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cowsYou may have noticed lately there is more “chatter” about the benefit of eating meat and/or dairy products from cows that graze on grass rather than grain products.  That’s because more and more people are looking at grass feeding as an important component of an animal’s food composition.  The quality of any food you eat depends on where and how it was grown—and that pertains to plant foods as well as animal foods. If you care about where your food comes from, shouldn’t you also care about where your “food’s” food comes from?

So what is a cow’s natural diet?  When our parents and grandparents were growing up, they ate beef from animals that primarily “grazed” or “browsed” in a pasture.  Grazing means eating pasture grasses such as bluegrass, ryegrass, Bermuda grass, fescue, and so forth.  Browsing is what a cow eats when it nibbles on leaves, twigs, and bark. Both of those food sources are compatible to ruminant animals.  Ruminant animals we eat include cattle, goats, sheep, deer, buffalo, and elk.  Their four-part stomachs allow them to slowly digest grasses, leaves, and bark. Basically they chew, swallow, partially digest the food in their first stomach, regurgitate it back into their mouth, and then chew again.

The majority of beef we eat today comes from cows fed a grain-based diet.  Their food sources consist of TMR’s (total mixed rations) and “concentrates.”  TMR’s may contain corn, silage, hay, soymeal, and other fillers. Concentrates include cereal grains, the by-products of milling or processing those grains, and the by-products of distiller grains. Today’s cows eat an amalgamation of many feeds mixed in the correct proportions to give the animal what it needs for its stage of growth or production.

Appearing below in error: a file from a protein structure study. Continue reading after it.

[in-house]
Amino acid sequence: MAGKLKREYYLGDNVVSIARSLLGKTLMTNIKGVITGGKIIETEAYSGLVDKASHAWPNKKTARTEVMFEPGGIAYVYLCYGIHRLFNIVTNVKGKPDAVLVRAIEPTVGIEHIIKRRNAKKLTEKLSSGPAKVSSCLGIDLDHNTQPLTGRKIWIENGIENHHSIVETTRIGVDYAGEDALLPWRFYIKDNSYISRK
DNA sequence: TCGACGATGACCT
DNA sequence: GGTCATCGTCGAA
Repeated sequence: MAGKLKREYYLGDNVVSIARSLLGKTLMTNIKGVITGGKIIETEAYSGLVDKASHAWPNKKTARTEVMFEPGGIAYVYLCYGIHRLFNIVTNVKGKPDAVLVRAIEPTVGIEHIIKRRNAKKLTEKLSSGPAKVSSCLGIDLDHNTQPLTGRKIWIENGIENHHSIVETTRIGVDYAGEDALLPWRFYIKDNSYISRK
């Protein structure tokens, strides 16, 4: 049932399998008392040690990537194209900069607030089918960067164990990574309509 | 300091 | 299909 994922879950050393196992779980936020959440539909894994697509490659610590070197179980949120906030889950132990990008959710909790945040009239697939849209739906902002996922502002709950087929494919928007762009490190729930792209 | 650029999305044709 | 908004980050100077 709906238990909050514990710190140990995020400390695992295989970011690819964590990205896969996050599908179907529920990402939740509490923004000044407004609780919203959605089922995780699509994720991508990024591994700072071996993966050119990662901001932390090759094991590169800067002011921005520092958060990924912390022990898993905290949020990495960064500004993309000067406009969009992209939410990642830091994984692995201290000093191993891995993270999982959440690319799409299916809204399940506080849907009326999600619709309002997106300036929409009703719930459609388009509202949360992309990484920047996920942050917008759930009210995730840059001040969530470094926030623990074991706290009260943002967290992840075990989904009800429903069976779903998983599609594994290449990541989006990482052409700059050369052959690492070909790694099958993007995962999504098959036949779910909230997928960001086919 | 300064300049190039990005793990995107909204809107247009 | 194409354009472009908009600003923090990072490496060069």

usdaWhat’s the difference between grass-fed and pasture-raised?

Grass-fed –Animal is grass fed with little-to-no grain.

Pasture-raised – Animal is free range and eats primarily grass but may also may have been supplemented with grains in the winter when the pasture was snow covered.

How does grass-fed beef differ from grain-fed beef?

Saturated, poly-, and mono-unsaturated fat content in grass-fed beef tends to be a little less or about the same as grain-fed beef. Omega 3 fatty acids are higher in grass-fed beef, as well as CLA’s (conjugated linoleic acid). CLA is a type of fat that confers health benefits such as better blood sugar regulation, immune system support, heart health, and aids in weight loss.

Penn State University College of Agricultural Sciences, after a thorough review of current research, found little evidence that grass-fed beef has any advantage for safety, human health, or impact on the environment over grain-fed beef. Both types of beef deliver the important factors of nutrition in the human diet of protein, iron, and zinc in equal proportions.

Cost and Convenience

Grass-fed beef, milk, and yogurt are more expensive than grain-fed beef, milk and yogurt. They are also a little harder to find.  Most franchise grocery stores carry both options, but smaller, independent grocers will probably defer to grain-fed. Some farm markets may specialize in grass-fed vendors, or, depending on where you live, you may be able to buy direct from the farm.  You’ll probably have to buy in bulk to decrease the price, and then will need a freezer to store the surplus.

Taste